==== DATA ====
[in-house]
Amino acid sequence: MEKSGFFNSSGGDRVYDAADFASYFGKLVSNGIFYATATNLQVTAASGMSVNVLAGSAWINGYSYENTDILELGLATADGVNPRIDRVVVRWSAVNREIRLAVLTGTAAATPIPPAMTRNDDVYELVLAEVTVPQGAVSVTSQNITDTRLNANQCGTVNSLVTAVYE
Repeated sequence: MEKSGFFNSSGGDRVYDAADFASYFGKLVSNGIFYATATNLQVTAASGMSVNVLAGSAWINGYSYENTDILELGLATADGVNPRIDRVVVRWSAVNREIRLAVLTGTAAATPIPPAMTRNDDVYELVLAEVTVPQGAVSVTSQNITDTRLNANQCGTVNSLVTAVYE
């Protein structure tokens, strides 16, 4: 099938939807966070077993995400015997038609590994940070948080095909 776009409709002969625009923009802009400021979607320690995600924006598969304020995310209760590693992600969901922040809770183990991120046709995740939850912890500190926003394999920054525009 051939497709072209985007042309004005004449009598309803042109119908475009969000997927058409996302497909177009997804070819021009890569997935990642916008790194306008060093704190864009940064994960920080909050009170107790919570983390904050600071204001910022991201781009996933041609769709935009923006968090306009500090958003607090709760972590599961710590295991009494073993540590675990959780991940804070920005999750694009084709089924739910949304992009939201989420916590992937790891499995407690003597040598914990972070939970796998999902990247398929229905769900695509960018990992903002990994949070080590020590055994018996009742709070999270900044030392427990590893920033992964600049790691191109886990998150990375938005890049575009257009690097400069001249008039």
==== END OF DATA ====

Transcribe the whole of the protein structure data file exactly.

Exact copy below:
[in-house]
Amino acid sequence: MEKSGFFNSSGGDRVYDAADFASYFGKLVSNGIFYATATNLQVTAASGMSVNVLAGSAWINGYSYENTDILELGLATADGVNPRIDRVVVRWSAVNREIRLAVLTGTAAATPIPPAMTRNDDVYELVLAEVTVPQGAVSVTSQNITDTRLNANQCGTVNSLVTAVYE
Repeated sequence: MEKSGFFNSSGGDRVYDAADFASYFGKLVSNGIFYATATNLQVTAASGMSVNVLAGSAWINGYSYENTDILELGLATADGVNPRIDRVVVRWSAVNREIRLAVLTGTAAATPIPPAMTRNDDVYELVLAEVTVPQGAVSVTSQNITDTRLNANQCGTVNSLVTAVYE
């Protein structure tokens, strides 16, 4: 099938939807966070077993995400015997038609590994940070948080095909 776009409709002969625009923009802009400021979607320690995600924006598969304020995310209760590693992600969901922040809770183990991120046709995740939850912890500190926003394999920054525009 051939497709072209985007042309004005004449009598309803042109119908475009969000997927058409996302497909177009997804070819021009890569997935990642916008790194306008060093704190864009940064994960920080909050009170107790919570983390904050600071204001910022991201781009996933041609769709935009923006968090306009500090958003607090709760972590599961710590295991009494073993540590675990959780991940804070920005999750694009084709089924739910949304992009939201989420916590992937790891499995407690003597040598914990972070939970796998999902990247398929229905769900695509960018990992903002990994949070080590020590055994018996009742709070999270900044030392427990590893920033992964600049790691191109886990998150990375938005890049575009257009690097400069001249008039």